Three medical experts have given conflicting evidence to the inquest into the death of 14-year-old Brian Rossiter about when the schoolboy received the injury which led to his death.
Neurosurgeon Charles Marks was the consultant who operated on Brian Rossiter when he was admitted to Cork University Hospital.
He said he believed on the balance of probability that Brian Rossiter sustained the injury which led to his death 56 hours before his admission to hospital - a time which corresponds with the assault on the schoolboy by Noel Hannigan.
Charles Marks said he was not at all certain of this, but that was his conclusion.
State Pathologist Dr Marie Cassidy told the inquest she could not say when Brian Rossiter sustained the fatal injury - she said people were getting caught up in trying to be specific, to date things that were impossible to date.
While Professor Christopher Milroy, a British Home office pathologist for 17 years who reviewed the 14-year-old's file, said it was more likely that he sustained the fatal injury after the day he was assaulted by Noel Hanning and closer to the time he was found unconscious in a cell at Clonmel Garda Station.
The Coroner’s Court in Cork was told that Brian died of a brain haemorrhage due to blunt force trauma.
Court told of final medical efforts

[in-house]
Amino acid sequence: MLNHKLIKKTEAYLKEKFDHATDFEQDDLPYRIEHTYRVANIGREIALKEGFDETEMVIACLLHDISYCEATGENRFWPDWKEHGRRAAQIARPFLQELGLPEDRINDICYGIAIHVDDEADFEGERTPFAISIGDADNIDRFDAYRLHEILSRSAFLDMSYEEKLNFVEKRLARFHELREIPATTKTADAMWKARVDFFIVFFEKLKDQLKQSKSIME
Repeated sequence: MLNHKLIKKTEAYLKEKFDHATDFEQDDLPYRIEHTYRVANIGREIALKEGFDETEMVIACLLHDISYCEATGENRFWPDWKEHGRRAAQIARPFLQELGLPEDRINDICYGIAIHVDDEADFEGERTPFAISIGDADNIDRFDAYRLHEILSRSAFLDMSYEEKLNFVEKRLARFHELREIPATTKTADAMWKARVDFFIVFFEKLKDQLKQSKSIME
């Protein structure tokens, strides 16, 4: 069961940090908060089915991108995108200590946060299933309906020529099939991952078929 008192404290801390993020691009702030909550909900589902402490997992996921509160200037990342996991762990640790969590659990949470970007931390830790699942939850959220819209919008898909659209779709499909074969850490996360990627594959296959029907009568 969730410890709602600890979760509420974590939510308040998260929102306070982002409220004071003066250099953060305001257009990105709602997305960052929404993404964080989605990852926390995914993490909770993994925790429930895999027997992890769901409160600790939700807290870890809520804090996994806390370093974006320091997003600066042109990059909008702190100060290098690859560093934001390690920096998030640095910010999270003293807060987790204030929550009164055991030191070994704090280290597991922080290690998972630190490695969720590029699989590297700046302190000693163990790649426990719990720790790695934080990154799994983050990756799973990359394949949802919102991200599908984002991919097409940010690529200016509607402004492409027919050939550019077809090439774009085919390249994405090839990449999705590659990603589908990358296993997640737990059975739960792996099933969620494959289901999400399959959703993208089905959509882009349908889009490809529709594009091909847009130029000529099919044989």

The 14-year-old was found unconscious in a cell in Clonmel Garda Station on 11 September 2002.
This morning, Dr Marks told the inquest that they had accepted Brian in Cork from St Joseph's Hospital in Clonmel when 'things were pretty desperate'.
He said Brian had a extradural haematoma - a very large puddle of blood between his brain and skull - and while things were fairly hopeless they took out the brain clot in a routine 40-minute operation, but there was no improvement and he was technically dead.
Dr Marks concluded that on the balance of probabilities, that the trauma he sustained 56 hours before was the most likely cause of his extradural haematoma and his death.
He said he did not think that the youngster sustained a further significant trauma. From what he knew of headaches, he said that is enough for him to explain his deterioration that morning.
The inquest continues tomorrow.